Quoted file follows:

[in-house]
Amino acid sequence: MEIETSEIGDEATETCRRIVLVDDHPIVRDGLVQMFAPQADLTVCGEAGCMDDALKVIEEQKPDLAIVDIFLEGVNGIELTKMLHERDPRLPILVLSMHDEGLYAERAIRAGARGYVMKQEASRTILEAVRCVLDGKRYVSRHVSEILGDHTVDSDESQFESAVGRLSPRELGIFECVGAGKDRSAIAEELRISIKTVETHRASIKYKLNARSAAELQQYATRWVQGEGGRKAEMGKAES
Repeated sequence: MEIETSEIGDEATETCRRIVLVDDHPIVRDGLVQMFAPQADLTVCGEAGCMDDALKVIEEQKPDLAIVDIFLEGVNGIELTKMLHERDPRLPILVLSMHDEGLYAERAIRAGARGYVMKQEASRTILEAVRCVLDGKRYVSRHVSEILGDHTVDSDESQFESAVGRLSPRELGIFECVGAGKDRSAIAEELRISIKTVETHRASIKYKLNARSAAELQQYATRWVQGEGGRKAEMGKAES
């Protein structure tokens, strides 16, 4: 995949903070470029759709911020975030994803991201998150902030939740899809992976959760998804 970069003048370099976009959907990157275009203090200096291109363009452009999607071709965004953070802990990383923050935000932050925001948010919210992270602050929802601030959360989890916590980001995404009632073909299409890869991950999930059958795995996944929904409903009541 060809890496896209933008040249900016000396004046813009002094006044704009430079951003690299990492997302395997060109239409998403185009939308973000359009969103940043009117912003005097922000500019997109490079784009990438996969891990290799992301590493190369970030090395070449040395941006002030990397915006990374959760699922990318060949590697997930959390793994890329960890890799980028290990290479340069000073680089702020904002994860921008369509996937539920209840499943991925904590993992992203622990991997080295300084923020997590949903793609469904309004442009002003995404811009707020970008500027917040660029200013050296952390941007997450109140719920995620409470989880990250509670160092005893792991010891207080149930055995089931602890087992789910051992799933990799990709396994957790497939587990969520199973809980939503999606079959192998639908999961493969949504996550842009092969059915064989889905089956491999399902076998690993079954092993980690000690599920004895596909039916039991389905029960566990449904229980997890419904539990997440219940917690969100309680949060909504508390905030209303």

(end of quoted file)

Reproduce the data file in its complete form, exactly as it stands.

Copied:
[in-house]
Amino acid sequence: MEIETSEIGDEATETCRRIVLVDDHPIVRDGLVQMFAPQADLTVCGEAGCMDDALKVIEEQKPDLAIVDIFLEGVNGIELTKMLHERDPRLPILVLSMHDEGLYAERAIRAGARGYVMKQEASRTILEAVRCVLDGKRYVSRHVSEILGDHTVDSDESQFESAVGRLSPRELGIFECVGAGKDRSAIAEELRISIKTVETHRASIKYKLNARSAAELQQYATRWVQGEGGRKAEMGKAES
Repeated sequence: MEIETSEIGDEATETCRRIVLVDDHPIVRDGLVQMFAPQADLTVCGEAGCMDDALKVIEEQKPDLAIVDIFLEGVNGIELTKMLHERDPRLPILVLSMHDEGLYAERAIRAGARGYVMKQEASRTILEAVRCVLDGKRYVSRHVSEILGDHTVDSDESQFESAVGRLSPRELGIFECVGAGKDRSAIAEELRISIKTVETHRASIKYKLNARSAAELQQYATRWVQGEGGRKAEMGKAES
């Protein structure tokens, strides 16, 4: 995949903070470029759709911020975030994803991201998150902030939740899809992976959760998804 970069003048370099976009959907990157275009203090200096291109363009452009999607071709965004953070802990990383923050935000932050925001948010919210992270602050929802601030959360989890916590980001995404009632073909299409890869991950999930059958795995996944929904409903009541 060809890496896209933008040249900016000396004046813009002094006044704009430079951003690299990492997302395997060109239409998403185009939308973000359009969103940043009117912003005097922000500019997109490079784009990438996969891990290799992301590493190369970030090395070449040395941006002030990397915006990374959760699922990318060949590697997930959390793994890329960890890799980028290990290479340069000073680089702020904002994860921008369509996937539920209840499943991925904590993992992203622990991997080295300084923020997590949903793609469904309004442009002003995404811009707020970008500027917040660029200013050296952390941007997450109140719920995620409470989880990250509670160092005893792991010891207080149930055995089931602890087992789910051992799933990799990709396994957790497939587990969520199973809980939503999606079959192998639908999961493969949504996550842009092969059915064989889905089956491999399902076998690993079954092993980690000690599920004895596909039916039991389905029960566990449904229980997890419904539990997440219940917690969100309680949060909504508390905030209303």